The console release of Slender: The Arrival is an updated take on the 2013 game. While the developers seem to have a good grasp on how to create tension, the level design calls into question how effectively their control over game design as a whole holds up. There are moments of genuine creepiness to be had here, but some curious design choices keep Slender: The Arrival from ever really reaching its full stride.
Years ago, Silent Hill 2 taught me that crackly sounds are a bad thing. Especially if you are alone in a dark, creepy environment. Audio is one of the most important things in a successful horror game, because it can offer cues that help to build tension and help to put the exclamation mark on jump scares. Slender: The Arrival nails this part of the equation, with music that responds to what is happening in the game. It is effective for setting the mood and is one of the strongest aspects of the game.
The visuals are much more of a mixed bag. Distant horizons look nice, and help to set the somewhat spooky scene, but if you take the time to really examine your surroundings, the environment is not as crisp or clean as I would have liked. Perhaps this was an intentional choice, but horror games work best when they start to nag at your mind with their own unique brand of reality, and if the visuals are not quite up to the job.
The bigger concern is how the gameplay itself pans out. As a continuation of Slender: The Eight Pages, there is a solid bit of mythos to be had here that comes across nicely in some of the notebook pages. You play the role of Lauren, who is searching for her friend Kate. Kate has left you some breadcrumbs in the form of notebook pages that paint Slender Man as the one responsible for her disappearance. As a premise, this is a pretty solid setup, but the actual execution is lacking refinement.
Early on, things are appropriately creepy as the story starts to come together. It is after the first hour or so that things start to bog down. Wandering aimlessly through the woods in search of the next important clue becomes more frustrating than scary. The lack of map is an understandable choice, but inconsistent checkpoints can leave you retracing your steps over and over again. There absolutely needs to be the threat of death for the horror to succeed, but when the game starts to feel repetitive, as though padding time through deaths that just leave you retracing your last fifteen minutes, Slender: The Arrival starts to lose some of its punch.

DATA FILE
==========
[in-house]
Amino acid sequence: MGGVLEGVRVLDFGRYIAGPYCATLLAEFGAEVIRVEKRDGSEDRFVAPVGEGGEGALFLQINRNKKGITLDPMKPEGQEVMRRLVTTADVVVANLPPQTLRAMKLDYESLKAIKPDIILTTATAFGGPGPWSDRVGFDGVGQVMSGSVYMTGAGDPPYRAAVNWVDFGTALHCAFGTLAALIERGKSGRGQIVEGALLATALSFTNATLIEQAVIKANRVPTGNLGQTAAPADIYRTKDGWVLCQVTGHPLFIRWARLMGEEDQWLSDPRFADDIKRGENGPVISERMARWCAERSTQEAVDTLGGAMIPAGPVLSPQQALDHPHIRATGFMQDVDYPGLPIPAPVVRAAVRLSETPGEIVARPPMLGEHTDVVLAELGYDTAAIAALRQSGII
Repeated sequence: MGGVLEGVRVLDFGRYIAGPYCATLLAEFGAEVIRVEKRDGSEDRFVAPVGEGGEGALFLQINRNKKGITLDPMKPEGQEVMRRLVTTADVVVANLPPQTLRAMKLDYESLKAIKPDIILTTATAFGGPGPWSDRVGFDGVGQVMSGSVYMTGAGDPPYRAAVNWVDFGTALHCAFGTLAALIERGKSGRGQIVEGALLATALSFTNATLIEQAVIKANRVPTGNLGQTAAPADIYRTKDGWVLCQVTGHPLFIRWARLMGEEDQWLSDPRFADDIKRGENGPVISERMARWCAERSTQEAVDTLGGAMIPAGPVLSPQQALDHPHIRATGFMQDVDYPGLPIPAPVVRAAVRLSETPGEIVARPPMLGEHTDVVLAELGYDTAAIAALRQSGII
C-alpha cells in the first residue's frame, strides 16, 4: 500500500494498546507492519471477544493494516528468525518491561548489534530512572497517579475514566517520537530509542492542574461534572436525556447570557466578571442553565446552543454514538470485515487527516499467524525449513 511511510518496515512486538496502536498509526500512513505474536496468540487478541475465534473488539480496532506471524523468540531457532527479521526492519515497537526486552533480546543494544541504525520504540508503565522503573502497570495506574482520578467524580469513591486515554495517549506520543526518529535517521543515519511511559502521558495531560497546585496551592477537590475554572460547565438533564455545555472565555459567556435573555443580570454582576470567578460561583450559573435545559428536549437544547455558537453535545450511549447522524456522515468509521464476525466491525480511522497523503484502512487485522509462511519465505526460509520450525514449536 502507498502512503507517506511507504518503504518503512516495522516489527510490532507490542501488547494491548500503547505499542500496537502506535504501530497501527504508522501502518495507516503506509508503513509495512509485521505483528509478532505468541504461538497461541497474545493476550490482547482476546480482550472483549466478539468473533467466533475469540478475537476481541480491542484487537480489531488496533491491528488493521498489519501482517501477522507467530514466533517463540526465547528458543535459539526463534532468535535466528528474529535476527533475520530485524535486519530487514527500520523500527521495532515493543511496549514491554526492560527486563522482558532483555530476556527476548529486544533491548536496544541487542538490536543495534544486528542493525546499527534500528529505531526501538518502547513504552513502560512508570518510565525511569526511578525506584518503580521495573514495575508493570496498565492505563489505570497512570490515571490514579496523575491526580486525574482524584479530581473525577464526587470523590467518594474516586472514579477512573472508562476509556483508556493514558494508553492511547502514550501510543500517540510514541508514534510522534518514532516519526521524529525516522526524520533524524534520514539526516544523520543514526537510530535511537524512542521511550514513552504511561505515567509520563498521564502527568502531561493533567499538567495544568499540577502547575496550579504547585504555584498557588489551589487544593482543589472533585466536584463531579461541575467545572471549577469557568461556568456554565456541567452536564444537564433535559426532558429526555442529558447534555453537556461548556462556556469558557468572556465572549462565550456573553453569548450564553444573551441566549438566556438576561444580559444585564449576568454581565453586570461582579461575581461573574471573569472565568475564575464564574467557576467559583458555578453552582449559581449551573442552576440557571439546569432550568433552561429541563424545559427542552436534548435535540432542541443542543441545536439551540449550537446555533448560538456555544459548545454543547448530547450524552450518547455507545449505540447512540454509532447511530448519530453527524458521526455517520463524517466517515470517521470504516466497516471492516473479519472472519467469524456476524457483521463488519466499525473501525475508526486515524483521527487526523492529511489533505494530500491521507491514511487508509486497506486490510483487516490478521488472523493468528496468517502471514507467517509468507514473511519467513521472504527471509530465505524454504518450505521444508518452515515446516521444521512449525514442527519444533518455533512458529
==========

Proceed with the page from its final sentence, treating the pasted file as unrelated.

There are limited gameplay mechanics at work here as the majority of what you are doing is leading Lauren through the environment. When Slender Man starts to draw close, the music does its job in ratcheting up tension, but with such large open areas with limited to no direction, there is a lot of going back and forth over prior paths even if you have not yet fallen victim to Slender Man. This sort of open-ended structure takes some of the bite out of a more narrative focused spookfest.
Now, if you are completely new to the game, there are some good scares to be had here. Turn down the lights, turn up the surround sound and wander about for a time. Slender: The Arrival is not a terribly long game, and while there is limited reason to revisit the title multiple times, it is a solid enough single venture at a reasonable price. However, if you have played Slender: The Arrival on other platforms previously, there is probably not enough content here to make this a compelling purchase.
The settings are genuinely creepy and the music and sound effects are really quite good. The visuals are a bit more hit and miss, with very basic gameplay that mixes with a frustrating level design that keeps you rehashing familiar territory a bit longer than I would have liked. Slender: The Arrival provides some solid scares for fans of horror games, but it does overstay its welcome just a bit. A bit more focus on level design and narrative would have given Slender: The Arrival better legs to stand on, but what is here can still provide a few hours of solid horror entertainment.
Review by Nick